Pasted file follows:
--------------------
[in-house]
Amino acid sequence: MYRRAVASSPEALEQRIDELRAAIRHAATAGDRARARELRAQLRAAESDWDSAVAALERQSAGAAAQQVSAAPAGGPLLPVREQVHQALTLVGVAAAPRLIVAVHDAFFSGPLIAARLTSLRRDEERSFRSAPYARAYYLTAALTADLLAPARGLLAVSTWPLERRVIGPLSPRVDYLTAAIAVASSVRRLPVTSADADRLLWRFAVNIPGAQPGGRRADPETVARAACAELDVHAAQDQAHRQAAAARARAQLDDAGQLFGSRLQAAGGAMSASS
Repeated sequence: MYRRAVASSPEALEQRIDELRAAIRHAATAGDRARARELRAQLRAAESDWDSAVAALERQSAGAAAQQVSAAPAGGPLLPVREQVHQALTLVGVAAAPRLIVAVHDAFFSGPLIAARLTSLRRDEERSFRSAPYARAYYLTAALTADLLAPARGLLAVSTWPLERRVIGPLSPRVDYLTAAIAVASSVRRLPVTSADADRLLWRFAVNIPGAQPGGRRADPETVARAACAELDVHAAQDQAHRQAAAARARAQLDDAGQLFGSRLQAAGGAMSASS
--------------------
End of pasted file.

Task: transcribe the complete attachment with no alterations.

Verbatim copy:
[in-house]
Amino acid sequence: MYRRAVASSPEALEQRIDELRAAIRHAATAGDRARARELRAQLRAAESDWDSAVAALERQSAGAAAQQVSAAPAGGPLLPVREQVHQALTLVGVAAAPRLIVAVHDAFFSGPLIAARLTSLRRDEERSFRSAPYARAYYLTAALTADLLAPARGLLAVSTWPLERRVIGPLSPRVDYLTAAIAVASSVRRLPVTSADADRLLWRFAVNIPGAQPGGRRADPETVARAACAELDVHAAQDQAHRQAAAARARAQLDDAGQLFGSRLQAAGGAMSASS
Repeated sequence: MYRRAVASSPEALEQRIDELRAAIRHAATAGDRARARELRAQLRAAESDWDSAVAALERQSAGAAAQQVSAAPAGGPLLPVREQVHQALTLVGVAAAPRLIVAVHDAFFSGPLIAARLTSLRRDEERSFRSAPYARAYYLTAALTADLLAPARGLLAVSTWPLERRVIGPLSPRVDYLTAAIAVASSVRRLPVTSADADRLLWRFAVNIPGAQPGGRRADPETVARAACAELDVHAAQDQAHRQAAAARARAQLDDAGQLFGSRLQAAGGAMSASS